Last year Yakuza Kiwami was a strong rediscover of the original PlayStation 2 classics. Enough interest was seen in that release to guarantee the same treatment of Yakuza 2 in Yakuza 2 Kiwami . Does Dragon Engine do this open-world 2006 game justice? Or is Kiwami the remake series that is destined to be a one-hit miracle? Learn this and more in our Yakuza Kiwami 2 review.
Déjà vu? Déjà vu!
Yakuza Kiwami 2 follows the same story of Kazuma Kiryu as he tries to live a normal life after retiring from Yakuza, but of course he is quickly recalled as the Tojo clan is in dire straits once more . Lots of famous characters give a return, and the cutscenes have been reworked for this recovery as well. There are lots of stories to bring along. In fact, for those who may have skipped both the first Yakuza Kiwami game and prequel, Yakuza 0 Kiwami 2 has a reset function that spends time describing most, if not all the big moments in the two previous games, leading up to where the player finds Kiryu. It really helps to make people speed up or to update players' thoughts that may not have played a Yakuza game for a while.
With so much emphasis on history, struggles take almost a backseat. Almost. Yakuza games have always been brawlers, and Kiwami 2 is no different. Heat treatments provide returns, including some brand new. For the ignorant, a Heat-action adds special post-movement to Kiryu's repertoire, most of which are context-conscious. For example, if Kiryu has a pair of chopsticks fitted in one of his weapon tracks, using a little heat meter when asked, he will grab his fingers to an enemy in a vice-like grip and then pummel them for a good goal. Other examples include throwing people over railings, slamming bikes on top of them, or striking an enemy with a turntable, including a knee to ensure that the blade really goes deep. There are a lot of creative options for the player, and most actions are cheap to unlock when it comes to XP.
Fat and Happy
These experience points can serve on completing assignments and there are five different categories of experience to collect. Restaurants and convenience stores can help Kiryu to get more XP as well. Each authentic food or drink fills Kiryus's stomach, which slams when he gets into multiple matches. If he is too full, he can not eat anymore, and as such he will not be able to upgrade his abilities. Then this game mechanic helps to ensure that the player goes out and explores the city, or at least engages in the next story assignment or searches for a page request. It's fun to see which restaurants offer the best XP for the yen.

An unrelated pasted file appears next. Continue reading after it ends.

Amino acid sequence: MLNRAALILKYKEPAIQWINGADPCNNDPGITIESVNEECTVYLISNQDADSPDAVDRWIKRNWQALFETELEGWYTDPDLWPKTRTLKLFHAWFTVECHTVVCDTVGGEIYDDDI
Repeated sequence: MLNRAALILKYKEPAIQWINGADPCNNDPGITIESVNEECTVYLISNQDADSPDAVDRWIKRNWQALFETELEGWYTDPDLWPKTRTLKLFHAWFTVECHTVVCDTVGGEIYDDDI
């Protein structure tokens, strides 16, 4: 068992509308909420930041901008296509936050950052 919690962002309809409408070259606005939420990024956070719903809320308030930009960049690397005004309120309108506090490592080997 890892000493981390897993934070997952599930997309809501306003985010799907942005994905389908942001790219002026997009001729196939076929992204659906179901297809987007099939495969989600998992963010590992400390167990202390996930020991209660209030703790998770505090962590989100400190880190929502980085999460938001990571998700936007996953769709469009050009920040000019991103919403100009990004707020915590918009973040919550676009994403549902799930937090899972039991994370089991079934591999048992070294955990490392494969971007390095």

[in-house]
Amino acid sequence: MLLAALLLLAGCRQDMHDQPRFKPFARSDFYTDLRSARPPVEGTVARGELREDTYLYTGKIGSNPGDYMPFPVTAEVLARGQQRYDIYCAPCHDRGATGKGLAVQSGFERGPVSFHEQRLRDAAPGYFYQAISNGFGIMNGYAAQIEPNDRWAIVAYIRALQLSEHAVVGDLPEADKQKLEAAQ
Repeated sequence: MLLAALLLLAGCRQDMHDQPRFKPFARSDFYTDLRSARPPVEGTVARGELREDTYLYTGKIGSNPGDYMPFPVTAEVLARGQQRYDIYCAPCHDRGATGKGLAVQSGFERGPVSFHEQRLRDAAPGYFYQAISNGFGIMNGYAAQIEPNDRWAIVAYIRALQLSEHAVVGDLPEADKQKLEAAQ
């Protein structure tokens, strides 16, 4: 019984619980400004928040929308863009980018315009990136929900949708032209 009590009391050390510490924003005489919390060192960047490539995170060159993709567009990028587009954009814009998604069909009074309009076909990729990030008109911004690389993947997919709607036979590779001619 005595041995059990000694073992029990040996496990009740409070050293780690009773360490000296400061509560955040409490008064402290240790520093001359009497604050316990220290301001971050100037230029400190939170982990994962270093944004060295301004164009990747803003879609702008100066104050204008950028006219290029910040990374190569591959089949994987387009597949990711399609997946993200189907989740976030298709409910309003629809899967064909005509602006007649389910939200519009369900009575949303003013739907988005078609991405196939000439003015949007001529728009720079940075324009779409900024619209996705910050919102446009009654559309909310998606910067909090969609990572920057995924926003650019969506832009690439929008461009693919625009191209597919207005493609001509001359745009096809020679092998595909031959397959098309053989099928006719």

Talking more about battle is Kiryu's main feature, although it's a new chapter with a playable Gojo Majima. Outside of the match, Kiryu can equip all objects he buys or picks up of knocked enemies, up to three at a time. Elements have a certain number of applications where they can no longer be used in combat and must be repaired, dumped or sold. While these elements can give Kiryu a leg on their competition, since they do not last long, he will be forced to trust his fist and Heat bar. The fight feels a bit stiff to begin, although locking skills that parrying can help. Still, there are no chances to change a motion between animation, and dodging is not as responsive as one can expect. Although battle can be frustrating, Kiryu can buy strong health drinks before the match, and the player has essentially unlimited lives in each match, and both ensure practically that the player will develop the story. It is one of the main reasons for playing a Yakuza game. After all.
It's more alive in Japan than a Yakuza than just getting into battle. Playing on an arcade (remember?) Is an option, complete with working Virtua Fighter and Virtual On arcade cabinet, claw machine game, occasional page quest or two, and a weird unit called Toylet, which creates a game out of urination. (Yes, you read it right.) Other nightlife activities include getting drunk in one of dozens of local bars (the drunk status stays for a while unless Kiryu upgrades a particular state), stings out at a restaurant or visits an adult DVD store and rent a room for a few minutes. While the main campaign can take the average gamer 20-25 hours to complete, the additional activities and side guards will easily shed the length to 40 hours, maybe more.
Sounds Like Home
Soundwork is faithful to original release. Japanese audio is subtitled with English text, for example. Translations are very well done, although the words are a little too informal for some situations. Ambient sound for each place is also credible, whether it's inside a SEGA arcade, fancy restaurant or even a bath.
Dragon Engine has done an admirable job of bringing Yakuza 2 their photos up to date. Apparently all assets have been renewed to be presented with up to 4K resolution, and the result is impressive. The fictional areas of Kamurocho and Sotenbori should be known to those who have played earlier entries while showing new details every so often. All shops and restaurants can now also be seamlessly included, which is good to see.
Yakuza Kiwami 2 is a faithful return to a PS2 classic. Whether it takes the city, interacting with people, or going into casual restaurants, there are always many things to be concerned about when they do not play the main campaign. The fight still feels a little stiff, but this should be affordable and overcome with ample storage space for healthcare products in any case. Yakuza Kiwami 2 is a simple purchase for anyone who has a passing interest in the series Yakuza .